E_{n}= E_{1}/n_{2}

E

This implies that, E_{n}= -13.6 eV/ n^{2}

Where n=1,2,3….

n can take only positive values. And should be an integer.

n can take only positive values. And should be an integer.

Now according to Bohr’s model, the angular momentum L is given by;

L= nh/2π

L= nh/2π

Where n=1,2,3… and h is Plank’s constant

The shells of the elements are denoted on the basis of the principal quantum number as follows

K (n = 1), L (n = 2), M (n = 3)

K (n = 1), L (n = 2), M (n = 3)

n is related to the radial quantum number, nr as:

n= nr+l+1

where l is the azimuthal quantum number.

2) AZIMUTHAL QUANTUM NUMBER(l):

The azimuthal quantum numbers are responsible for providing information about the shape of the orbitals. It also determines the orbital angular momentum of the electrons.

The azimuthal numbers 0,1,2,3,4….represent the subshells s,p,d,f and so on, respectively.

l=0 and s subshell is spherical in shape.

l=1, p subshell is three dumbbell shaped orbitals which are oriented along the polarities. That is one lobe of the dumbbell on each pole of the x,y,z- axes.

For l=3, f subshell the shape is quite unique.

One angular momentum state can contain a maximum of 2(2l + 1) electrons.

This arises due to the dependence of the third quantum number, that being the magnetic quantum number(m_{l}) on the azimuthal quantum number as it can take values ranging from -l to +l.

3) MAGNETIC QUANTUM NUMBER (m_{l}):

The magnetic quantum number is used to differentiate between the orbitals which are present in a particular subshell. It can obtain values ranging from -l to +l.

4) SPIN QUANTUM NUMBER (m_{s}):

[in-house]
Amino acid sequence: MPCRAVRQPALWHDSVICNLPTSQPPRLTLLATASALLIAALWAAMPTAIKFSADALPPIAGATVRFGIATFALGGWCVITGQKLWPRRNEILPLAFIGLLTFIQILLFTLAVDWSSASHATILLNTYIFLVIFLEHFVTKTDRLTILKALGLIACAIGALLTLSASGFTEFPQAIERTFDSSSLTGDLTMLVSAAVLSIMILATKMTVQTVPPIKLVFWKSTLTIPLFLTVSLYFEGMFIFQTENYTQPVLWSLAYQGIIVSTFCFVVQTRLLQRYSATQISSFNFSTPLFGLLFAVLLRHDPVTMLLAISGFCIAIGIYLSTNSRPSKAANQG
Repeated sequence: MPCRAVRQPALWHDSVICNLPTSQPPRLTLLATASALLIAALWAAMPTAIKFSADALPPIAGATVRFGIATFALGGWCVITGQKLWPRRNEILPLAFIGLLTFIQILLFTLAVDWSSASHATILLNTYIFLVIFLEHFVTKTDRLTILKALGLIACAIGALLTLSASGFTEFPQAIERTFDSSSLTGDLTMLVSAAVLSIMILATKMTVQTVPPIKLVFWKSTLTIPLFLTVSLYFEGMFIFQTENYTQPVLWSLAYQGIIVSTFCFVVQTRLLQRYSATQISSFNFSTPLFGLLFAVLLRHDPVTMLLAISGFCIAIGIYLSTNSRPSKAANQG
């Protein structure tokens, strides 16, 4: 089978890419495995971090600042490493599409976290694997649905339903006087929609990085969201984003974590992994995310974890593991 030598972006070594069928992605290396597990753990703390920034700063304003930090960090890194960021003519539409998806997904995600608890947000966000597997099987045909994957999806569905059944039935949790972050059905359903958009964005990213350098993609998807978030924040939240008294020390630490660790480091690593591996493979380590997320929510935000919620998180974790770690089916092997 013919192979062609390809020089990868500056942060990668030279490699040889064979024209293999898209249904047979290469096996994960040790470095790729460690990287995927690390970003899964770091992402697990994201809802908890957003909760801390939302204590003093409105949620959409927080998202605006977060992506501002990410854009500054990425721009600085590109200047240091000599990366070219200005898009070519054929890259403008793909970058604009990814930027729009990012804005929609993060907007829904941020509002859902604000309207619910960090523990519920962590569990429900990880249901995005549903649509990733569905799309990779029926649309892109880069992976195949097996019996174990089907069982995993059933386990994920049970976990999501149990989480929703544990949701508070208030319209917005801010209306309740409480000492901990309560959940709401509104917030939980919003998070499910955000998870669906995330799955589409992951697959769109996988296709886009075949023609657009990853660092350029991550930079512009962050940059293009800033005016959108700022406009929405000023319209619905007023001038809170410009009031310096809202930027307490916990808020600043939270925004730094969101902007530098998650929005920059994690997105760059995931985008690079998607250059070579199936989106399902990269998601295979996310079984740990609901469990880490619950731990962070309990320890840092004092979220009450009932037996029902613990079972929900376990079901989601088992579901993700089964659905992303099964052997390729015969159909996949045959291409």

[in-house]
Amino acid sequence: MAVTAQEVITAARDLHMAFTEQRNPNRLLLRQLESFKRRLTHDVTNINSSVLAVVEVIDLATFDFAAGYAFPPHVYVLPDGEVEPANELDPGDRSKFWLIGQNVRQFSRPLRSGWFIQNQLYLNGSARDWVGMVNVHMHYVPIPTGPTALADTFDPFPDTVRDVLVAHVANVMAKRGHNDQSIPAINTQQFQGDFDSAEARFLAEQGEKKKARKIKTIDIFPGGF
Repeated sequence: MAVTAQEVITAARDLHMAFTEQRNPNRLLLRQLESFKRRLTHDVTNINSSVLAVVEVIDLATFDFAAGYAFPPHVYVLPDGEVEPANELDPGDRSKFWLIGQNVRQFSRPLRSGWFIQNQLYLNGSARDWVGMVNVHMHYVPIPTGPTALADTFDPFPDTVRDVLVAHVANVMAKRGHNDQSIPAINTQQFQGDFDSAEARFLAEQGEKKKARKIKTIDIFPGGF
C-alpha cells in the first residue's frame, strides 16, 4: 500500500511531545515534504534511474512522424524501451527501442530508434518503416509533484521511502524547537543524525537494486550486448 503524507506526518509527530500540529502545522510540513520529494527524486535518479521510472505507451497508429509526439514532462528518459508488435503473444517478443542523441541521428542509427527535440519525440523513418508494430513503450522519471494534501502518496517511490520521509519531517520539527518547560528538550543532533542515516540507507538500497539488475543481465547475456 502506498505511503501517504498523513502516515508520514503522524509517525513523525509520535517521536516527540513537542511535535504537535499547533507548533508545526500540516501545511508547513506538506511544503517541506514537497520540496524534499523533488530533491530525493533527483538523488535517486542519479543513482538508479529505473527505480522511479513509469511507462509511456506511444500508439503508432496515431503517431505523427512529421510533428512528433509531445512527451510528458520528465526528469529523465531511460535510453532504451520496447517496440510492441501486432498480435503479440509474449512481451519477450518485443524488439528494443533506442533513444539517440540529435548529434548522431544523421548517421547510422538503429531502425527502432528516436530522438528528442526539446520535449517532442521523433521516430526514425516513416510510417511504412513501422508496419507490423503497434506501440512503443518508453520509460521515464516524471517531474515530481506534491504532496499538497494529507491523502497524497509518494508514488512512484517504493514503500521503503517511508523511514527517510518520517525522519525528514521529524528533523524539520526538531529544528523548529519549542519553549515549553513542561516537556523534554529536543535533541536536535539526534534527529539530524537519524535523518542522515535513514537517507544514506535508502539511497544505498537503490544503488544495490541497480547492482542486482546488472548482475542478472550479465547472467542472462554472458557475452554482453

The spin quantum number denotes the orientation of electrons present in a subshell.

The spin quantum number denotes the orientation of electrons present in a subshell.

The electrons while filling up the orbitals must follow three specific set of rules. These are:

The word Aufbau is derived from the German word Aufbauprinzip which means “principle of building up”. The Aufbau principle states that the orbitals of the higher energy levels could be filled only when the orbitals of the lower levels are filled. Hence the filling up of the electrons take place in increasing order in terms of energy levels of the orbitals.

The correct order of filling up of the orbitals is:

1s 2s 2p 3s 3p 4s 3d 4p 5s 4d 5p 6s 4f 5d 6p 7s 5f 6d 7p

This is based upon the Madelung rule which is the rule of (n+l), meaning the summation of the principal quantum number and the azimuthal quantum number. This is directly proportional to the energy level of the orbit. So, if the value of n+l is low then the orbital energy is also low, if it is high then the orbital energy is also high.

Hund’s rule or the Hund’s rule of maximum multiplicity states that the electrons will first singly fill the two or more available orbitals of the same energy levels (degenerate orbitals) at a time.

The second thing to be kept in mind is that after the electrons singly fill the degenerate orbitals, they should be parallel while doubly filling the orbitals. Or, all of the electrons while singly occupying the orbitals should possess the same spin in order to provide maximum value of total spin.

Let’s take oxygen as an example;

The atomic number of oxygen is 8. The electronic configuration of oxygen is: 1s^{2} 2s^{2} 2p^{4}

Here the electrons first occupy the vacant orbitals singly and then the electrons which are left doubly occupy the orbitals.

This happens because of like charges repel each other. Meaning that electrons carry a negative charge and they repel each other and so in order to minimize this repulsion the process of occupying other orbits rather than sharing and pairing up, is preferred. Furthermore, the shielding effect of the nucleus is less on the single present electrons.

Pauli exclusion principle was postulated by Wolfgang Pauli. The principle states that in a poly-electron system, two electrons cannot have the same value of the four quantum numbers. This means that, if two electrons are occupying the same orbital that is their principal quantum number is same and they even have the same values for azimuthal quantum numbers and the magnetic quantum number then their spin number must be different that is, ½ and -½.